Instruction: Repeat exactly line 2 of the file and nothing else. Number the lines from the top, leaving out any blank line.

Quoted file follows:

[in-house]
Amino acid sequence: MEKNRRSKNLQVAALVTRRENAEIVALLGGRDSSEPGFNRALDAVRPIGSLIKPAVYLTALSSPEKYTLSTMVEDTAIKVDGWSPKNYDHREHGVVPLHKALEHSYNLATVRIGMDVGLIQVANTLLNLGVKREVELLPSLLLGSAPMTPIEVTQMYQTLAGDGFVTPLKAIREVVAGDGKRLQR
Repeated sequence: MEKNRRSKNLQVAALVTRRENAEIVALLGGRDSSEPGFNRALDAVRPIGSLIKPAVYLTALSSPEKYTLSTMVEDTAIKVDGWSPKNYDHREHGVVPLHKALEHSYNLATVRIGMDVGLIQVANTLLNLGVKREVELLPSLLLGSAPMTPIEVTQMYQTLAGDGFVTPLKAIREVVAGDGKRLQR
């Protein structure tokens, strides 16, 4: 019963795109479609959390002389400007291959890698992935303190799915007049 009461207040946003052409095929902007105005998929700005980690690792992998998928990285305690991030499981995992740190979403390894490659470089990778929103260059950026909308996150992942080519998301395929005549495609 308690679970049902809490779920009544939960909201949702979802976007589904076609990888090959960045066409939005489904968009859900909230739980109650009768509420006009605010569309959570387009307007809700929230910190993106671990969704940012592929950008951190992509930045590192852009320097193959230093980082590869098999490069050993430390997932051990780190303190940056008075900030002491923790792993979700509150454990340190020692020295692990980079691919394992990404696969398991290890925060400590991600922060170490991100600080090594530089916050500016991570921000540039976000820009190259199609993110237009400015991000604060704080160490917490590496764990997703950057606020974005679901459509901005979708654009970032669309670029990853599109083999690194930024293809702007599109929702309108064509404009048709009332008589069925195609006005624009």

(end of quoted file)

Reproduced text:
Amino acid sequence: MEKNRRSKNLQVAALVTRRENAEIVALLGGRDSSEPGFNRALDAVRPIGSLIKPAVYLTALSSPEKYTLSTMVEDTAIKVDGWSPKNYDHREHGVVPLHKALEHSYNLATVRIGMDVGLIQVANTLLNLGVKREVELLPSLLLGSAPMTPIEVTQMYQTLAGDGFVTPLKAIREVVAGDGKRLQR